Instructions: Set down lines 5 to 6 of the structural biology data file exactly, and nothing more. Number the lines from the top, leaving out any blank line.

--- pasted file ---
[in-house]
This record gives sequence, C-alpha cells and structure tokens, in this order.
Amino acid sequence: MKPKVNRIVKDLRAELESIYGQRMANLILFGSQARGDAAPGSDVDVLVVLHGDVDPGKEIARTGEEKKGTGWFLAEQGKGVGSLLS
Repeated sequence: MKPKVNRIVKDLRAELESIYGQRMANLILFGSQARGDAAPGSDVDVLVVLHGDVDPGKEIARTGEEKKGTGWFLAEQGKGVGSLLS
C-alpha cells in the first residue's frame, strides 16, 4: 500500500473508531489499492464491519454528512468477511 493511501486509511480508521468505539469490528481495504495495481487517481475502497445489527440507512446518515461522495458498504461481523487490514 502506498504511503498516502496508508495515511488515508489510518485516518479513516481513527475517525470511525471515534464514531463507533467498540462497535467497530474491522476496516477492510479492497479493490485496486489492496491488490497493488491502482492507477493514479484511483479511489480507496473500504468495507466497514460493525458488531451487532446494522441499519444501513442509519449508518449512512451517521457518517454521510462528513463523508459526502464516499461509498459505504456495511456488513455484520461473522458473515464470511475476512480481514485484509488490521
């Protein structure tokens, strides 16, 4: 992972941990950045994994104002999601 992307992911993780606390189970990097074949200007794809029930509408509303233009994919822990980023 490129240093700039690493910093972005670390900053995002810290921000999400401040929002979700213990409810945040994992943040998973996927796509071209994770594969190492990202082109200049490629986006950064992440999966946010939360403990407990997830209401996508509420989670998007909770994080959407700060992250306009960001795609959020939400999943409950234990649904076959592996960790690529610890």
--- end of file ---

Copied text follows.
C-alpha cells in the first residue's frame, strides 16, 4: 500500500473508531489499492464491519454528512468477511 493511501486509511480508521468505539469490528481495504495495481487517481475502497445489527440507512446518515461522495458498504461481523487490514 502506498504511503498516502496508508495515511488515508489510518485516518479513516481513527475517525470511525471515534464514531463507533467498540462497535467497530474491522476496516477492510479492497479493490485496486489492496491488490497493488491502482492507477493514479484511483479511489480507496473500504468495507466497514460493525458488531451487532446494522441499519444501513442509519449508518449512512451517521457518517454521510462528513463523508459526502464516499461509498459505504456495511456488513455484520461473522458473515464470511475476512480481514485484509488490521
């Protein structure tokens, strides 16, 4: 992972941990950045994994104002999601 992307992911993780606390189970990097074949200007794809029930509408509303233009994919822990980023 490129240093700039690493910093972005670390900053995002810290921000999400401040929002979700213990409810945040994992943040998973996927796509071209994770594969190492990202082109200049490629986006950064992440999966946010939360403990407990997830209401996508509420989670998007909770994080959407700060992250306009960001795609959020939400999943409950234990649904076959592996960790690529610890």